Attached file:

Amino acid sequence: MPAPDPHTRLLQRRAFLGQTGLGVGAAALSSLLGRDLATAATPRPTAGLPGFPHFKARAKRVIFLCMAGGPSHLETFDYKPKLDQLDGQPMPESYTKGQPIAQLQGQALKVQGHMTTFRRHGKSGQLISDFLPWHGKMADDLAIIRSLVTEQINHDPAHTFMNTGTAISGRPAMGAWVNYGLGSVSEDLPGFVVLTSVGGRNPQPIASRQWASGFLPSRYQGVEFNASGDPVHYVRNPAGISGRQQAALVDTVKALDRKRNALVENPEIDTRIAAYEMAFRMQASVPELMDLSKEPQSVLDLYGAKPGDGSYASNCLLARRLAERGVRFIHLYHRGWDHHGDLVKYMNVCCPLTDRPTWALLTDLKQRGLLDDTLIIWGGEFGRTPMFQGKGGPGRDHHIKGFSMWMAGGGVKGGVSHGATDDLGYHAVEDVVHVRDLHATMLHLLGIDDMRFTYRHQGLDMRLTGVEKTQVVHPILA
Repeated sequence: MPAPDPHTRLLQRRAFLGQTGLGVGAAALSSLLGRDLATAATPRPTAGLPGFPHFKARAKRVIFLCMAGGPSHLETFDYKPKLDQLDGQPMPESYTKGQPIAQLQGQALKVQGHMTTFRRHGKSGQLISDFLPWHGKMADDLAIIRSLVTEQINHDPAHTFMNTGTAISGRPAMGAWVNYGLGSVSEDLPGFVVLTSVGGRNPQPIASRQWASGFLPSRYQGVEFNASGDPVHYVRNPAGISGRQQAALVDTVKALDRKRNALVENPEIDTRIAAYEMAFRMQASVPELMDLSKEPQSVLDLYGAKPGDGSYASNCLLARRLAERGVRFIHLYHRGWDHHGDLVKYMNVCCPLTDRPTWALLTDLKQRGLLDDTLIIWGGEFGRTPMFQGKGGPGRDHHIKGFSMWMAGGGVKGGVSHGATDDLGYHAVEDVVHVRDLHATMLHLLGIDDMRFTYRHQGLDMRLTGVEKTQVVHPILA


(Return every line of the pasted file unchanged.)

Amino acid sequence: MPAPDPHTRLLQRRAFLGQTGLGVGAAALSSLLGRDLATAATPRPTAGLPGFPHFKARAKRVIFLCMAGGPSHLETFDYKPKLDQLDGQPMPESYTKGQPIAQLQGQALKVQGHMTTFRRHGKSGQLISDFLPWHGKMADDLAIIRSLVTEQINHDPAHTFMNTGTAISGRPAMGAWVNYGLGSVSEDLPGFVVLTSVGGRNPQPIASRQWASGFLPSRYQGVEFNASGDPVHYVRNPAGISGRQQAALVDTVKALDRKRNALVENPEIDTRIAAYEMAFRMQASVPELMDLSKEPQSVLDLYGAKPGDGSYASNCLLARRLAERGVRFIHLYHRGWDHHGDLVKYMNVCCPLTDRPTWALLTDLKQRGLLDDTLIIWGGEFGRTPMFQGKGGPGRDHHIKGFSMWMAGGGVKGGVSHGATDDLGYHAVEDVVHVRDLHATMLHLLGIDDMRFTYRHQGLDMRLTGVEKTQVVHPILA
Repeated sequence: MPAPDPHTRLLQRRAFLGQTGLGVGAAALSSLLGRDLATAATPRPTAGLPGFPHFKARAKRVIFLCMAGGPSHLETFDYKPKLDQLDGQPMPESYTKGQPIAQLQGQALKVQGHMTTFRRHGKSGQLISDFLPWHGKMADDLAIIRSLVTEQINHDPAHTFMNTGTAISGRPAMGAWVNYGLGSVSEDLPGFVVLTSVGGRNPQPIASRQWASGFLPSRYQGVEFNASGDPVHYVRNPAGISGRQQAALVDTVKALDRKRNALVENPEIDTRIAAYEMAFRMQASVPELMDLSKEPQSVLDLYGAKPGDGSYASNCLLARRLAERGVRFIHLYHRGWDHHGDLVKYMNVCCPLTDRPTWALLTDLKQRGLLDDTLIIWGGEFGRTPMFQGKGGPGRDHHIKGFSMWMAGGGVKGGVSHGATDDLGYHAVEDVVHVRDLHATMLHLLGIDDMRFTYRHQGLDMRLTGVEKTQVVHPILA